Everything is blooming most recklessly; if it were voices instead of colors, there would be an unbelievable shrieking into the heart of the night.
—Rainer Maria Rilke (1875–1926) Austrian Poet
Flowers that are so pathetic in their beauty, frail as the clouds, and in their coloring as gorgeous as the heavens, had through thousands of years been the heritage of children — honored as the jewelry of God only by them — when suddenly the voice of Christianity, counter-signing the voice of infancy, raised them to a grandeur transcending the Hebrew throne, although founded by God himself, and pronounced Solomon in all his glory not to be arrayed like one of these.
—Thomas de Quincey (1785–1859) English Essayist, Writer, Author, Scholar
Flowers are happy things.
—P. G. Wodehouse (1881–1975) British Novelist, Short-story Writer, Playwright
A morning-glory at my window satisfies me more than the metaphysics of books.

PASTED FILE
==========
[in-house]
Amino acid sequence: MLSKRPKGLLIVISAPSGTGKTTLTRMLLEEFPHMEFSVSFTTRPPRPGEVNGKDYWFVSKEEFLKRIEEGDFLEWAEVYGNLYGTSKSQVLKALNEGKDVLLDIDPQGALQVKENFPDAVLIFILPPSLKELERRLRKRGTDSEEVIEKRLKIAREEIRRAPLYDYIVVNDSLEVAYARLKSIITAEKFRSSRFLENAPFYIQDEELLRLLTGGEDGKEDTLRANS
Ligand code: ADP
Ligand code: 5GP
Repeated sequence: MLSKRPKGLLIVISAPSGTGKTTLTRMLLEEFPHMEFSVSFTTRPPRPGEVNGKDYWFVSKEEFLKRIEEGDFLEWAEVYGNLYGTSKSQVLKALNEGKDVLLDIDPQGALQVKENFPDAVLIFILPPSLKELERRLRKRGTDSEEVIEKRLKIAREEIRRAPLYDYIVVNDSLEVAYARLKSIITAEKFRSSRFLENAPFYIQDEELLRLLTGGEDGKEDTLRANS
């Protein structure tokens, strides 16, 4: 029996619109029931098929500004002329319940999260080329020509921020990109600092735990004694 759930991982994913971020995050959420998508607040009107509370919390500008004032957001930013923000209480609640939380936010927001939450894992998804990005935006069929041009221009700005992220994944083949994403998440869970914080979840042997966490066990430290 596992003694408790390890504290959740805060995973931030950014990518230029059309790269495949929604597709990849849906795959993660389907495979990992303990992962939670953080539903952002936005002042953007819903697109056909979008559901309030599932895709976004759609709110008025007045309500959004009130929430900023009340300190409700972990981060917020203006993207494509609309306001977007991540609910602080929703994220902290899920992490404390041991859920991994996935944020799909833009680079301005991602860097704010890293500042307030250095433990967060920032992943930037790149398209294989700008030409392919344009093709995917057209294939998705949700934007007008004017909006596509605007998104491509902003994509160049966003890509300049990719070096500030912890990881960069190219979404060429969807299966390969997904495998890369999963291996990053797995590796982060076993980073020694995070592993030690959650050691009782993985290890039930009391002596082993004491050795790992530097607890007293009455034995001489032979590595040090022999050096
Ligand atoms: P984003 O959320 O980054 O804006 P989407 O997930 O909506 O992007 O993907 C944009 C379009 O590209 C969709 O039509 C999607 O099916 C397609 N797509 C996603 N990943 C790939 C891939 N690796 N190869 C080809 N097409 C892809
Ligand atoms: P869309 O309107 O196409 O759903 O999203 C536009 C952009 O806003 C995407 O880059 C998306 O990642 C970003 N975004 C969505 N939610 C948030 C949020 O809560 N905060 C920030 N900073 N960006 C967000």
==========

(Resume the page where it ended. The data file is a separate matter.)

—Walt Whitman (1819–92) American Poet, Essayist, Journalist, American, Poet, Essayist, Journalist
When you take a flower in your hand and really look at it, it’s your world for the moment. I want to give that world to someone else. Most people in the city rush around so, they have no time to look at a flower. I want them to see it whether they want to or not.
—Georgia O’Keeffe (1887–1986) American Painter
Flowers leave their fragrance on the hand that bestows them.
Every flower is a soul blossoming in Nature.
—Gerard de Nerval (1808–55) French Writer, Poet, Translator
Flowers always make people better, happier and more helpful; they are sunshine, food and medicine to the soul.
—Luther Burbank (1849–1926) American Botanist, Scientist
Deep in their roots, all flowers keep the light.
—Theodore Roethke (1908–63) American Poet
The temple bell stops but I still hear the sound coming out of the flowers.
—Matsuo Basho (1644–94) Japanese Poet
To me the meanest flower that blows can give thoughts that do often lie too deep for tears.
—William Wordsworth (1770–1850) English Poet
I wonder what spendthrift chose to spill
Such a bright gold under my windowsill!
Is it fair gold? Does it glitter still?
Bless me! It’s a daffodil!
—Celia Thaxter (1835–94) American Poet, Writer